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Should DAO funds be released as grants or as investments?

Discussion in 'General Discussion' started by HedgedAndLevered, May 20, 2017.

  1. HedgedAndLevered

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    I've been reading over some of these proposals which fund privately owned companies in their business operations. I was wondering why exactly the DAO doesn't take any sort of ownership stake in these businesses?
    I mean, choose one:
    1) The company takes 100% of profits, forever
    2) The company must use 5% of profits earned after year X of operation to return Dash to the DAO.

    seems like if we're funding businesses, why not return the profits directly to Dash holders?

    I get that just by growing the network, you add value to Dash, and this is one way that there is a form of pay back. You want to have some incentive for businesses to invest in growing the Dash infrastructure and really create a global currency here.
    That being said, this payback alone is a little short-sighted.
    I'd urge everyone to have a much longer term plan in mind; eventually, the block reward is going to get smaller and smaller, and the DAO funds will shrink along with it. By taking an ownership stake in some of these companies, we could ensure that the DAO persists indefinitely, and is not solely dependent on network fees (in the far future). Any reduction in dependence on network fees would be of great help to the network later.

    Imagine if we could eventually even get to the point where there are no fees at all to send dash. All of the masternodes and miners (or stakeholders if PoS at that point) could be paid with DAO holdings instead of network fees if the right investments have been made.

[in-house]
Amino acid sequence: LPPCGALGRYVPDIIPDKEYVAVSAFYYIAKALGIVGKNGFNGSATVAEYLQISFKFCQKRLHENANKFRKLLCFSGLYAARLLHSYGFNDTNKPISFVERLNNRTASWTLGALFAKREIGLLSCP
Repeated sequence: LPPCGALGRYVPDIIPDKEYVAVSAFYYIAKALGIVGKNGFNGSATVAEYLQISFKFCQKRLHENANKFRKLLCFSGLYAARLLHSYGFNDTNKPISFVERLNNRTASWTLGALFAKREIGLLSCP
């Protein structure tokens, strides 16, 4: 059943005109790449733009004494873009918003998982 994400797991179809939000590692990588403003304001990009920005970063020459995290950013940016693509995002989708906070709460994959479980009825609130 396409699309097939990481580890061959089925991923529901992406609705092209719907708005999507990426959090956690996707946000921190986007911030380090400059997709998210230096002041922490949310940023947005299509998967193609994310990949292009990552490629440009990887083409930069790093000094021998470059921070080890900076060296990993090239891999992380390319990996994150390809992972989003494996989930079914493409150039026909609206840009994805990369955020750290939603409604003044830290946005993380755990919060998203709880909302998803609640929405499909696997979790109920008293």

Now is a time when we can really afford to grow the network AND ensure that the endgame of dash is a global payment network that can be sent instantly, privately, and for free.
     
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  2. akhavr

    akhavr Active Member

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    Because Dash DAO is not a legal entity in any jurisdiction.
     
  3. jimbursch

    jimbursch Active Member

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    Who is going to sign and enforce the contract?
     
  4. HedgedAndLevered

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    There is a contract created as part of the funds distribution. The proposal and fund release counts as a contract.
    Who enforces the contracts now anyway?
    Really, we should have these proposals with distributions written up better than they are now, in legalese.
    If a company doesn't pay, you sue them, just like any other contract.
     
    #4 HedgedAndLevered, May 21, 2017
    Last edited: May 21, 2017
  5. jimbursch

    jimbursch Active Member

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    Who? Me?

    The MN network is a bunch of people (thousands?) located all over the world, most of whom choose to remain anonymous mainly because they wish to minimize their exposure to the "state". So, good luck getting them organized to bring suit in some jurisdiction that most of them don't reside in, over money that's not theirs.
     
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  6. HedgedAndLevered

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    Im familiar with the MN governance system. The MNs would hire legal representation, not deal with it directly.
    of course, nobody wants an expensive legal battle... but its definitely an option, and the threat of it would be necessary.
    Id disagree with you that it isnt the MNs money. If a company isnt fulfilling their contractual obligations, theyre costing anyone who holds dash.
     
  7. dashdisciple

    dashdisciple Member

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    Investment in whatever the proposal owner is putting out is an interesting idea, but Jim's right that the legal enforcement would be impractical.

    For the moment, the old mutual benefit through trade concept seems to be the idea. Being able to receive payments back into the network (perhaps though burnt coins?) could be a golden ticket if creative enforcement were worked out, though, that's for sure.